All educators need to get on the path and move forward in the area of understanding and implementing meaningful use of technology to serve learning.  Sustainable growth takes time to develop and when we see growth, we know we are moving forward.  This is fantastic. (Rome wasn’t built in a day…)

Our educational administrators however really need to get going on this.  Leaders right?  If teachers in your school or division see that you are not moving forward with some conviction in this area, why would they believe that there is any sense of urgency?  Why would teachers think this is important if our administrators aren’t modelling effective use? The teachers that are moving forward need you to understand this area and support them.  They don’t need you to be at the same level, but they at least need to know you trust them and will put the systems in place for them and more importantly, their students, to be successful.  Take some risks and model both in success and failure that you are a learner; this is what we expect from our students.

There can no longer be an “opt out” clause when dealing with technology in our schools, especially from our administrators. We need to prepare our kids to live in this world now and in the future. Change may feel hard, but it is part of learning.  We expect it from our kids, we need to expect it from ourselves.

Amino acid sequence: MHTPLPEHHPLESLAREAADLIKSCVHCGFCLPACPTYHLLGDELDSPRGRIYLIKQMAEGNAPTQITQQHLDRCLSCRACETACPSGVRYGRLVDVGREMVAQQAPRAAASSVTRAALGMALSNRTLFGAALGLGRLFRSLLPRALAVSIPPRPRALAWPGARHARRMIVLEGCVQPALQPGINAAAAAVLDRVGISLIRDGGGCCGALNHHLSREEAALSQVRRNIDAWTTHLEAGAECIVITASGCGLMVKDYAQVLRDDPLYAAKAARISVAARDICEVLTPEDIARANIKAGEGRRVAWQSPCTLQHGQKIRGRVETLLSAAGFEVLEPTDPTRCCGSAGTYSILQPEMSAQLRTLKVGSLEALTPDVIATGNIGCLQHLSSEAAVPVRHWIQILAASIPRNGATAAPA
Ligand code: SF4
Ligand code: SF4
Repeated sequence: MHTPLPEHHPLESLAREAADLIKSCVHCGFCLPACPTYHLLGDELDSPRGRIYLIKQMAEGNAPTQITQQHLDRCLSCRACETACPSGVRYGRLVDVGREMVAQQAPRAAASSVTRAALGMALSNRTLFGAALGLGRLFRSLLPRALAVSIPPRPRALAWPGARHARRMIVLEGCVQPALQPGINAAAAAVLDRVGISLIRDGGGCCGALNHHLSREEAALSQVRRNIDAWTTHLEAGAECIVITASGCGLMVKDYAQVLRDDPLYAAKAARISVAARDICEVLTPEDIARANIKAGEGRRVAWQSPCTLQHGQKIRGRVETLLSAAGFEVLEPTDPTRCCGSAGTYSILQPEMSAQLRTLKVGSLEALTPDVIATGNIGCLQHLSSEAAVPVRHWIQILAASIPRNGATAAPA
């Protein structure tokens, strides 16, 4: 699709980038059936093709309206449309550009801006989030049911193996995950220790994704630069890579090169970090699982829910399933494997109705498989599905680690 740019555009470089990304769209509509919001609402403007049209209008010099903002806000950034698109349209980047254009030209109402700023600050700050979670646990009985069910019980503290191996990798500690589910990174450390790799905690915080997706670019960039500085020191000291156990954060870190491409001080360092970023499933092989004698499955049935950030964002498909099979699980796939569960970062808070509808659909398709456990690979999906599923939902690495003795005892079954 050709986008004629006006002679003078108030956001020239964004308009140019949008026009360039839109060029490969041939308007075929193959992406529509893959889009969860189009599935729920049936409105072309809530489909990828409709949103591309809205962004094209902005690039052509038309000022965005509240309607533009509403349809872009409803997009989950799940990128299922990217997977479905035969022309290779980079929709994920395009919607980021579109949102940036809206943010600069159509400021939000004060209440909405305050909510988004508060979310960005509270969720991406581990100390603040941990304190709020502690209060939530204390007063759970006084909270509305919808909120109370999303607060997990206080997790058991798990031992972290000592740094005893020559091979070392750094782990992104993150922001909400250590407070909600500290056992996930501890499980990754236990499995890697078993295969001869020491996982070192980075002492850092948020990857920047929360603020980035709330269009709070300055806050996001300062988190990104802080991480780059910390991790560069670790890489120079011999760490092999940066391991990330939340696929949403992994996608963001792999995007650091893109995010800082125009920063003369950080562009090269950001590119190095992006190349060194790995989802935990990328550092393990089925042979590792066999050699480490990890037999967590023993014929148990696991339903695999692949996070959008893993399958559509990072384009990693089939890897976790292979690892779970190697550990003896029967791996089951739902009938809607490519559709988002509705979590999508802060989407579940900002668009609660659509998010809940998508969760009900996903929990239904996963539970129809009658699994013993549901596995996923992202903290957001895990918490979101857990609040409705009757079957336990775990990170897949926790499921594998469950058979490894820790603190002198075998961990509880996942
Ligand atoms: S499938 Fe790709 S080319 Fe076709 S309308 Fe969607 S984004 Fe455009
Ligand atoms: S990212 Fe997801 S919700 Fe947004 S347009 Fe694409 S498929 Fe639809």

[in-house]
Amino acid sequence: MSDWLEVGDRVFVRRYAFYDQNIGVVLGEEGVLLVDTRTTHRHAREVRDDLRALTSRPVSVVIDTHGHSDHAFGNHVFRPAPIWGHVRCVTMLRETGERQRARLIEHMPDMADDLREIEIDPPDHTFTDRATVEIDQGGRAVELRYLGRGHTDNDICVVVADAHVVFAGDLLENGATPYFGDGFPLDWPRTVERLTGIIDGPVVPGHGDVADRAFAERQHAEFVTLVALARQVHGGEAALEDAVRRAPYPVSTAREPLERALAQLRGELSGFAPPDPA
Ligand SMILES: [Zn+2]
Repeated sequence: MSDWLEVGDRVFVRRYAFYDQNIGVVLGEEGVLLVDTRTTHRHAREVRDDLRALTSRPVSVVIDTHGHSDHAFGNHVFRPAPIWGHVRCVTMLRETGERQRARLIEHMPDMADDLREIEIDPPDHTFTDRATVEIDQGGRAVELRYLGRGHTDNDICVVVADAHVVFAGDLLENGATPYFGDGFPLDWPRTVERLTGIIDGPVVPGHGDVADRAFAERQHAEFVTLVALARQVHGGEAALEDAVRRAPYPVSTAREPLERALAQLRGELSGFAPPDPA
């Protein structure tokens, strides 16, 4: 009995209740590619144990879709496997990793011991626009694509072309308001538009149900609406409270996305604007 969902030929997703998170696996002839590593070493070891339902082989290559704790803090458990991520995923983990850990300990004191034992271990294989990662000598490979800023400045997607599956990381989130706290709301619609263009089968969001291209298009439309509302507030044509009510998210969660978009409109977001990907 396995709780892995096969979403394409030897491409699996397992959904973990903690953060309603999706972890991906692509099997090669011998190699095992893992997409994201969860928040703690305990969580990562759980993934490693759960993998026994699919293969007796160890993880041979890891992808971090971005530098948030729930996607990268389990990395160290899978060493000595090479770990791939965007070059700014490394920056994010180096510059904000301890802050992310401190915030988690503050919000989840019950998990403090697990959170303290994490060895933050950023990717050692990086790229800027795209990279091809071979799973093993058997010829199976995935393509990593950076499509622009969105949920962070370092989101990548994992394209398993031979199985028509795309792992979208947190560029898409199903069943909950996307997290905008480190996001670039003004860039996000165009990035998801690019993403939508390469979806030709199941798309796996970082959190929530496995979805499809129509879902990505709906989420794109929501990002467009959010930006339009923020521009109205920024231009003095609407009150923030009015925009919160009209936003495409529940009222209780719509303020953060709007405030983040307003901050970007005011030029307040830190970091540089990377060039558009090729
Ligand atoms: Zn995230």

This is not optional anymore.

  • http://www.bethstill.edublogs.org Beth Still

    I have been thinking a lot lately about what sets schools and districts apart from one another and what I finally realized is that the really great districts have visionary leaders. Visionary leaders know that technology matters. They work to make sure computers are either provided for students or that there is a policy in place that allows students to bring their own devices. They make sure teachers have the training they need so that technology is not just an add on, but that it is used to enhance instruction. Visionary leaders also encourage teachers to reach out and from their own personal learning network which extends to all corners of the world and they make sure that their teachers are able to do this during the school day. Of course, they model this as well. Visionary leaders don't allow overzealous IT departments stand in the way of learning. Instead they let their teachers know they stand behind them as long as their reasoning is sound.

    Finally, visionary leaders don't let teachers off the hook because they don't want to change. They work with them to help devise a plan for them to learn how to grow. They give teachers the opportunity to be educational leaders within their school by allowing them to share their knowledge with other teachers.

    Thank you for a powerful post that I will definitely share!

    • Ann S. Michaelsen